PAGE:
Cassavetes’ Shadows “improvises” Beat Generation Manhattan, where two brothers and a sister, black but inexplicably played by two white actors, careening off track to scaled-back sketches of Charles Mingus’ saxophone jazz yearnings. Black and white neon signs blink and the old Times Square looms like the otherworld, naturalistic cordial racism separating the chosen from the downtrodden, both dreaming of making it, of creating something.
Tag: Maya Deren
Like several West African religions, Vodouisants believe in a supreme being called Bondyè, from bon “good” + dyè “God.” Because Bondyè is unreachable, Vodouisants aim their prayers to lesser entities, the spirits known as Lwa (Loa), contacted and served through possession. In turn, the Lwa confer material blessings, physical well-being, protection, abundance.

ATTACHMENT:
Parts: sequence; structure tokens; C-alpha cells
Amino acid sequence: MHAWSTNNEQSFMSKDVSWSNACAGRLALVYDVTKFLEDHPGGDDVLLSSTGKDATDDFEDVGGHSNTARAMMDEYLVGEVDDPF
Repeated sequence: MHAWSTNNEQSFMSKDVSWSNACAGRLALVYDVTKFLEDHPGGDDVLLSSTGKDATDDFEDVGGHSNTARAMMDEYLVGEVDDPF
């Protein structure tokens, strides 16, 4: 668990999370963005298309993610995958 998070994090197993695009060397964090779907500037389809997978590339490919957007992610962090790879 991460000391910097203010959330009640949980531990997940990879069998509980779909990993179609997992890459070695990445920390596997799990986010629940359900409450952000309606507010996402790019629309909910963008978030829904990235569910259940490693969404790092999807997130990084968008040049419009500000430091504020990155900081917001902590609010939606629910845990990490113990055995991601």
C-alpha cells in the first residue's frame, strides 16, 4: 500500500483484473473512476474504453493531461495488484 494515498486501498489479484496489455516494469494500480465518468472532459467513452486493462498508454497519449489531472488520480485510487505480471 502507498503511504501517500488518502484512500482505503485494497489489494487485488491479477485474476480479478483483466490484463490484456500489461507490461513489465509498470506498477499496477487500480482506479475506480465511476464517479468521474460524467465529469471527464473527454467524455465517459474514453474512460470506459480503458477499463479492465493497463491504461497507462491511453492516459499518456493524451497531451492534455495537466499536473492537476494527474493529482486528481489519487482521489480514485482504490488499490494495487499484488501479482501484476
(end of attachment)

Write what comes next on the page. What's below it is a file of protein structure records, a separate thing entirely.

“Divine Horsemen: The Living Gods of Haiti” journeys into the world of the Vodoun religion, communing with the drums and loa rituals, made by avant-garde filmmaker Maya Deren between 1947-1951.